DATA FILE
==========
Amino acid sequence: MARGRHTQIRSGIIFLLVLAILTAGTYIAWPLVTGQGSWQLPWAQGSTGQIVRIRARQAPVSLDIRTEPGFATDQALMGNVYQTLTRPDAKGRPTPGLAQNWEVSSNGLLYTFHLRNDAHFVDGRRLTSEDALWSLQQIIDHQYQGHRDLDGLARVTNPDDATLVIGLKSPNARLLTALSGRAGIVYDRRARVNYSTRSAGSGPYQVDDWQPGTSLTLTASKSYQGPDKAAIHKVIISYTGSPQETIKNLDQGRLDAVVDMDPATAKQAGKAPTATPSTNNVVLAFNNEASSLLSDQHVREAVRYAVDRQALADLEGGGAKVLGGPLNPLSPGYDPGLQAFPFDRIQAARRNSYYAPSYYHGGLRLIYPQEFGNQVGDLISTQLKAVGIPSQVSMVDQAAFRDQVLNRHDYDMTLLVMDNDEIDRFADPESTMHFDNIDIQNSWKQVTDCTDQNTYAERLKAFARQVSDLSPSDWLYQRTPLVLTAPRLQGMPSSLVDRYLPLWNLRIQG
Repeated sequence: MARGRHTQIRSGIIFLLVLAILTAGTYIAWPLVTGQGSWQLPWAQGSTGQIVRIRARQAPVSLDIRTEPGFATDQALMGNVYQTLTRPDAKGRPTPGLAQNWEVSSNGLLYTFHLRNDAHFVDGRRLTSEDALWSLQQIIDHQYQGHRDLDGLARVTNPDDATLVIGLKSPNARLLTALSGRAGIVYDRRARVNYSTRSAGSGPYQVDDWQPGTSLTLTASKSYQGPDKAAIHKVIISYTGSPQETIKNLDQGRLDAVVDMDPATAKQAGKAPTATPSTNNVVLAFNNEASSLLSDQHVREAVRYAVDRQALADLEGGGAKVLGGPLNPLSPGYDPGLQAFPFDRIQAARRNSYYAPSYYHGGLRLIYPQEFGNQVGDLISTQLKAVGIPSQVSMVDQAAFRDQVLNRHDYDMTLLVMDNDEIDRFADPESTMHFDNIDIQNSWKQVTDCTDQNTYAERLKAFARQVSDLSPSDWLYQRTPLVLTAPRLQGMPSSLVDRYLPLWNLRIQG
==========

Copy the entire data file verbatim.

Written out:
Amino acid sequence: MARGRHTQIRSGIIFLLVLAILTAGTYIAWPLVTGQGSWQLPWAQGSTGQIVRIRARQAPVSLDIRTEPGFATDQALMGNVYQTLTRPDAKGRPTPGLAQNWEVSSNGLLYTFHLRNDAHFVDGRRLTSEDALWSLQQIIDHQYQGHRDLDGLARVTNPDDATLVIGLKSPNARLLTALSGRAGIVYDRRARVNYSTRSAGSGPYQVDDWQPGTSLTLTASKSYQGPDKAAIHKVIISYTGSPQETIKNLDQGRLDAVVDMDPATAKQAGKAPTATPSTNNVVLAFNNEASSLLSDQHVREAVRYAVDRQALADLEGGGAKVLGGPLNPLSPGYDPGLQAFPFDRIQAARRNSYYAPSYYHGGLRLIYPQEFGNQVGDLISTQLKAVGIPSQVSMVDQAAFRDQVLNRHDYDMTLLVMDNDEIDRFADPESTMHFDNIDIQNSWKQVTDCTDQNTYAERLKAFARQVSDLSPSDWLYQRTPLVLTAPRLQGMPSSLVDRYLPLWNLRIQG
Repeated sequence: MARGRHTQIRSGIIFLLVLAILTAGTYIAWPLVTGQGSWQLPWAQGSTGQIVRIRARQAPVSLDIRTEPGFATDQALMGNVYQTLTRPDAKGRPTPGLAQNWEVSSNGLLYTFHLRNDAHFVDGRRLTSEDALWSLQQIIDHQYQGHRDLDGLARVTNPDDATLVIGLKSPNARLLTALSGRAGIVYDRRARVNYSTRSAGSGPYQVDDWQPGTSLTLTASKSYQGPDKAAIHKVIISYTGSPQETIKNLDQGRLDAVVDMDPATAKQAGKAPTATPSTNNVVLAFNNEASSLLSDQHVREAVRYAVDRQALADLEGGGAKVLGGPLNPLSPGYDPGLQAFPFDRIQAARRNSYYAPSYYHGGLRLIYPQEFGNQVGDLISTQLKAVGIPSQVSMVDQAAFRDQVLNRHDYDMTLLVMDNDEIDRFADPESTMHFDNIDIQNSWKQVTDCTDQNTYAERLKAFARQVSDLSPSDWLYQRTPLVLTAPRLQGMPSSLVDRYLPLWNLRIQG